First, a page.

Questions for Singapore
Is it now or never for Ferrari? Can anyone stop Sebastian Vettel? And will we miss the Singapore Sling now that it has gone?...
By James Galloway, Pete Gill, William Esler and Sky Bet's Jamie Casey. Last Updated: September 19, 2013 4:00pm
Will Ferrari's improvement continue?
It must be infuriating for both Fernando Alonso and Ferrari that on all three of the team's best performances since they last won a race back in Barcelona in May - at Montreal, Spa and Monza - there has been only one combination that has beaten them on each occasion: Sebastian Vettel and Red Bull.
Given that at the start of the year the Scuderia would have pencilled in these three lower-downforce tracks as the ones where Red Bull were likely to be most vulnerable, Vettel's hat-trick of wins has surely proved all the more galling.
Singapore represents a return to the kind of higher-downforce conditions in which Red Bull historically thrive, and as Ferrari themselves have alluded to in recent weeks, this is now the weekend where the true competitiveness of their F138 needs to be judged. But as Mark Hughes already mused in his post-Belgium column, if the Scuderia haven't made a breakthrough in more standard configuration then there's the acute danger they may simply revert to the kind of form immediately before the summer break that saw them run behind not only behind Red Bull, but Mercedes and Lotus as well.
So it's no real exaggeration to say that Singapore is really the pivotal race in Ferrari's season. While some optimistic folk have continued to stress since Monza that Alonso's points deficit to Vettel isn't as insurmountable as it sounds, particularly if you convert it into 'old' F1 money - a somewhat less daunting-sounding gap of roughly 21 points - whatever currency you want to use, it's over two race victories and Ferrari have only won twice in total in the last 22 attempts.
Furthermore, Vettel's Red Bull has only failed him once in the last 12 months and the German has won on F1's last two visits to Marina Bay. Therefore, with all of that mind, if Ferrari really are to make a race of the run-in then their comeback must start right here.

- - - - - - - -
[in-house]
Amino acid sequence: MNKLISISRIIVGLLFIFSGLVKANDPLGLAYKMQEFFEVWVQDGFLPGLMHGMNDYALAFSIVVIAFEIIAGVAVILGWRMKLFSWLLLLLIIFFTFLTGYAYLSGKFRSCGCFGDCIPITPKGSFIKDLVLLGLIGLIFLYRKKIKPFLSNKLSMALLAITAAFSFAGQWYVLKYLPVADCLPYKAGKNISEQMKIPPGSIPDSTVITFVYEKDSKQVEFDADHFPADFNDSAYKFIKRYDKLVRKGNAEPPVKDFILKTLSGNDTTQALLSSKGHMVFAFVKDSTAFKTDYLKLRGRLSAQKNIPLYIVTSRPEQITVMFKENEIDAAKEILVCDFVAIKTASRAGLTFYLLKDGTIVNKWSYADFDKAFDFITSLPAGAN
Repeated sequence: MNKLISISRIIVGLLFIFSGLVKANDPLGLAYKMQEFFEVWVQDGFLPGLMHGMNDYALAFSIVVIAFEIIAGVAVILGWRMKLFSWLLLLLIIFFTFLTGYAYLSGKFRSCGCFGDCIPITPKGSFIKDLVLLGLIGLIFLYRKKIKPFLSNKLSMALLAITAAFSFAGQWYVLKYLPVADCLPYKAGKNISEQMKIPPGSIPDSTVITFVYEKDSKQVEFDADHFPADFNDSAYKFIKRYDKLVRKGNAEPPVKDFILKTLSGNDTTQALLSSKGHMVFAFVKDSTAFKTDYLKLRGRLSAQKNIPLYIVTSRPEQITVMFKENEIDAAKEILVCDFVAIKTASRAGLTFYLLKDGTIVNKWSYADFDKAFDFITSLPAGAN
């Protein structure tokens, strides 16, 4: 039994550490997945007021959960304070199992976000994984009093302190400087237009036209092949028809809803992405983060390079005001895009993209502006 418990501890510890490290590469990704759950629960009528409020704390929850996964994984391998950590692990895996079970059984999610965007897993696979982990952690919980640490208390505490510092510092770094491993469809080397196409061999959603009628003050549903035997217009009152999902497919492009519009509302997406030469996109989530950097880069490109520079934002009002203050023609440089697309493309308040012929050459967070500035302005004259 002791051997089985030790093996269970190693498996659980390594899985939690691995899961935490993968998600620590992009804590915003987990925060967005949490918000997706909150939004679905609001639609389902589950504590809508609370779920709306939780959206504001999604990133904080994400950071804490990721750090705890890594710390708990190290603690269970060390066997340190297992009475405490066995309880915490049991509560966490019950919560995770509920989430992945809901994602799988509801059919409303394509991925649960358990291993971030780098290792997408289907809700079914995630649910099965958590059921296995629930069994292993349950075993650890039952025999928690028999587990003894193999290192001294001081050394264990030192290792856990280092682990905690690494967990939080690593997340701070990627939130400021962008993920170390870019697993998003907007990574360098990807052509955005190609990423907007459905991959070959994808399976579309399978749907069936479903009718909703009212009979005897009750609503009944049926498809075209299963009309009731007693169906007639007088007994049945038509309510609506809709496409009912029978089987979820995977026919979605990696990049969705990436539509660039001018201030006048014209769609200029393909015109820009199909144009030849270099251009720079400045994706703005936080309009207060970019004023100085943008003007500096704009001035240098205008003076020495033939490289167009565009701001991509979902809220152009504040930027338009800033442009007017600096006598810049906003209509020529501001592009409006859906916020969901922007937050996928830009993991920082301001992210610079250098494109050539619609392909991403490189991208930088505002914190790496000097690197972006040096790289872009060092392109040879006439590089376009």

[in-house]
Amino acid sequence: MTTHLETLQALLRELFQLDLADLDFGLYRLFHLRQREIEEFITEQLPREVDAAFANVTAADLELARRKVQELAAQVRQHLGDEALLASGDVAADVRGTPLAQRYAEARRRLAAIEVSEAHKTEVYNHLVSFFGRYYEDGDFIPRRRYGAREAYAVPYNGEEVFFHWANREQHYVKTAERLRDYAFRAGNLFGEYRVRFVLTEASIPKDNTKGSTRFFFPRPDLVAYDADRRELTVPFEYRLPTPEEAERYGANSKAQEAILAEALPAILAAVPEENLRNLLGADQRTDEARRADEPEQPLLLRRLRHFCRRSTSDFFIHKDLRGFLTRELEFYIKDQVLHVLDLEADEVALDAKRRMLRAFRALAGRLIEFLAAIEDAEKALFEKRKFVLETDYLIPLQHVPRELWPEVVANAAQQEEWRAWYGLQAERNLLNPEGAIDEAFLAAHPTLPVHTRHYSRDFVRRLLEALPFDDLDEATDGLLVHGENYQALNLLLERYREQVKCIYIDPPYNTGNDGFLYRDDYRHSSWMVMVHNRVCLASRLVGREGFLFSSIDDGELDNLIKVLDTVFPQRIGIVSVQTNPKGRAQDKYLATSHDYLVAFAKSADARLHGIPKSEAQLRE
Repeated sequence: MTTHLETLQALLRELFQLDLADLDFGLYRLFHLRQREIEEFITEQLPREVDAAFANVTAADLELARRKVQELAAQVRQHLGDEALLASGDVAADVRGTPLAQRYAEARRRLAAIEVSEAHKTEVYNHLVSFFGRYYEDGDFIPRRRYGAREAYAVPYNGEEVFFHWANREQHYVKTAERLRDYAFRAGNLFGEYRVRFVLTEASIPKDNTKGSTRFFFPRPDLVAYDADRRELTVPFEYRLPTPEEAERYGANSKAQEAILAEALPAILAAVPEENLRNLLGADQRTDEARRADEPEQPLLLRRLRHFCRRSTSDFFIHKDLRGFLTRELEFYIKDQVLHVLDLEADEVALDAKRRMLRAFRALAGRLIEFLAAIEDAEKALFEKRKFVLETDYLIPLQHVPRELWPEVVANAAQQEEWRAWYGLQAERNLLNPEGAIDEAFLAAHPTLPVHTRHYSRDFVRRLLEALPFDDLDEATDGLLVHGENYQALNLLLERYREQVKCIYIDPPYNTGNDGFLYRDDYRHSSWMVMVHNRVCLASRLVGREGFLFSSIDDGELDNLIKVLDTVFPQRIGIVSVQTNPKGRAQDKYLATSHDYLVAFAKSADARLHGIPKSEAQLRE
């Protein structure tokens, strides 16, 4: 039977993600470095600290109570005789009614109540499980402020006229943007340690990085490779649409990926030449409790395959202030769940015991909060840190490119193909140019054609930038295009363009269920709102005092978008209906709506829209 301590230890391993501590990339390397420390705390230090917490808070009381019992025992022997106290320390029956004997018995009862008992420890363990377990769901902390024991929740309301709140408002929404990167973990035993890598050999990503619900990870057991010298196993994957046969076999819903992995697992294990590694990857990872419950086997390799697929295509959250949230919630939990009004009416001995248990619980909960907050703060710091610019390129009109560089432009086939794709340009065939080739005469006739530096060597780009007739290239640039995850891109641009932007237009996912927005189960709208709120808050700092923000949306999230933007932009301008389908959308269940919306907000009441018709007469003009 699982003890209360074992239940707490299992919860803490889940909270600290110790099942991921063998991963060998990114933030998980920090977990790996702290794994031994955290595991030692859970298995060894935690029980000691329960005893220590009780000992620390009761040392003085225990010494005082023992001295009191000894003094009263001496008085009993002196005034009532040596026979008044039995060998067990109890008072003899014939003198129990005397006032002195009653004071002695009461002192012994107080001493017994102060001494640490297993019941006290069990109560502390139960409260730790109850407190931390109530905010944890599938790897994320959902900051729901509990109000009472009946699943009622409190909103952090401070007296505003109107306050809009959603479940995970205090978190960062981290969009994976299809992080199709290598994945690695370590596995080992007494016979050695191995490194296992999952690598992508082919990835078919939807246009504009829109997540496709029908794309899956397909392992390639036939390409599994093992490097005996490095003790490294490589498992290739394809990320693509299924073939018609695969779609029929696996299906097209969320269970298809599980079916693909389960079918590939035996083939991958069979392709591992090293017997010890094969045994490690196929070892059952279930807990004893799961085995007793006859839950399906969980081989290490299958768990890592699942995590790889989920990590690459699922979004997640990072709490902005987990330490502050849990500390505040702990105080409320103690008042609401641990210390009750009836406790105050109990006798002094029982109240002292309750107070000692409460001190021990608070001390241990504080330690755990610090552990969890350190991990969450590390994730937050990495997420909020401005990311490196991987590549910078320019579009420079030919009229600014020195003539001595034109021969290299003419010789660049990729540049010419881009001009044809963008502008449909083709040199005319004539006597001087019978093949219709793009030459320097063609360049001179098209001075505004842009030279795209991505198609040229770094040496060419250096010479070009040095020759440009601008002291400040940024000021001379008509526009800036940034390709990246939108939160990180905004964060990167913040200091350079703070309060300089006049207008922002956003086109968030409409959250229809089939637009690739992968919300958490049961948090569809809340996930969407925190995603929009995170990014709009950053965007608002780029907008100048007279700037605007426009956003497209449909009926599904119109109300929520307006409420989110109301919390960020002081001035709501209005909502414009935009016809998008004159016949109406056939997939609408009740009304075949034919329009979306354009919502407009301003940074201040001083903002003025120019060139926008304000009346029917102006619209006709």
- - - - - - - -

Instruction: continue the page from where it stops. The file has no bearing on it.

What next in the F1 transfer market?
Unlike football, F1 doesn't complete its transfer business to an established timetable or finish its dealings before a prescribed fixed date.
Instead, the 'silly season' can run for several months, with no clearly defined start or end. But with the news that Daniel Ricciardo will succeed Mark Webber at Red Bull closely followed by confirmation of Kimi Raikkonen's return to Ferrari, it's clear the 2014 driver market has reached its endgame with the three major players now revealing their hands for next season. McLaren are an exception to the rule, but official confirmation that both Sergio Perez and Jenson Button will be retained is a near-certainty - particularly now that Raikkonen is off the market.
Which leaves Lotus as the next largest-shaped domino to fall, with Sauber and Force India waiting in turn on their decision, and Nico Hulkenberg the new major player in the market.
If identifying Raikkonen's successor was merely a matter of meritocracy, then Hulkenberg would be a shoo-in. But F1 is never straightforward and Lotus may yet find themselves persuaded by monetary matters ahead while the thought continues to flicker that a return to Force India may be on the cards for Hulkenberg on account of his nationality and the team's close affiliation with Mercedes. What, then, of Romain Grosjean, Paul di Resta and Adrian Sutil?
Answer unknown. F1's version of a transfer market moves to a haphazard, arbitrary rhythm, and it's the ultimate irony of the silly season that the absence of a timetable is precisely what makes timing - loosely defined in this instance as the knack of being in the right place at the right time - kingmaker more often that not.